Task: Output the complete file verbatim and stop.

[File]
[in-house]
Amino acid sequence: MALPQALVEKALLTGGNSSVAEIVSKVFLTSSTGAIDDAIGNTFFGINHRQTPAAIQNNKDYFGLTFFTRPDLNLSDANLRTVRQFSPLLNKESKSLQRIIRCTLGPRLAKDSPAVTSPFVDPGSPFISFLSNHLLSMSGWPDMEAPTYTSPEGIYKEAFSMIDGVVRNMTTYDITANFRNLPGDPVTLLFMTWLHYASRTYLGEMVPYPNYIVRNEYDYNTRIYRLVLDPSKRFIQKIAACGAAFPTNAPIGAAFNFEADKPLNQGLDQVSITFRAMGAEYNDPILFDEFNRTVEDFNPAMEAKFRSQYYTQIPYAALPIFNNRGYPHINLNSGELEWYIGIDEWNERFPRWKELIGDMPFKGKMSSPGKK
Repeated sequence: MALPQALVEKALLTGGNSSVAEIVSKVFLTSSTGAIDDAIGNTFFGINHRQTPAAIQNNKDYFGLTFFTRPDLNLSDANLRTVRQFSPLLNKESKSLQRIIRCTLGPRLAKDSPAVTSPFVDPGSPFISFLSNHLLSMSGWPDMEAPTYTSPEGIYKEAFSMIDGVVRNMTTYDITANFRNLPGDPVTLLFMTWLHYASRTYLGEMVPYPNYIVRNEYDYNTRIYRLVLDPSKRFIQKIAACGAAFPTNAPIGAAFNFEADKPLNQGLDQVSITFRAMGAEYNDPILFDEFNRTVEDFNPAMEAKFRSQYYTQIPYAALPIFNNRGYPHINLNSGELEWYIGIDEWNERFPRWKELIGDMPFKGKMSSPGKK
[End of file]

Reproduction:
[in-house]
Amino acid sequence: MALPQALVEKALLTGGNSSVAEIVSKVFLTSSTGAIDDAIGNTFFGINHRQTPAAIQNNKDYFGLTFFTRPDLNLSDANLRTVRQFSPLLNKESKSLQRIIRCTLGPRLAKDSPAVTSPFVDPGSPFISFLSNHLLSMSGWPDMEAPTYTSPEGIYKEAFSMIDGVVRNMTTYDITANFRNLPGDPVTLLFMTWLHYASRTYLGEMVPYPNYIVRNEYDYNTRIYRLVLDPSKRFIQKIAACGAAFPTNAPIGAAFNFEADKPLNQGLDQVSITFRAMGAEYNDPILFDEFNRTVEDFNPAMEAKFRSQYYTQIPYAALPIFNNRGYPHINLNSGELEWYIGIDEWNERFPRWKELIGDMPFKGKMSSPGKK
Repeated sequence: MALPQALVEKALLTGGNSSVAEIVSKVFLTSSTGAIDDAIGNTFFGINHRQTPAAIQNNKDYFGLTFFTRPDLNLSDANLRTVRQFSPLLNKESKSLQRIIRCTLGPRLAKDSPAVTSPFVDPGSPFISFLSNHLLSMSGWPDMEAPTYTSPEGIYKEAFSMIDGVVRNMTTYDITANFRNLPGDPVTLLFMTWLHYASRTYLGEMVPYPNYIVRNEYDYNTRIYRLVLDPSKRFIQKIAACGAAFPTNAPIGAAFNFEADKPLNQGLDQVSITFRAMGAEYNDPILFDEFNRTVEDFNPAMEAKFRSQYYTQIPYAALPIFNNRGYPHINLNSGELEWYIGIDEWNERFPRWKELIGDMPFKGKMSSPGKK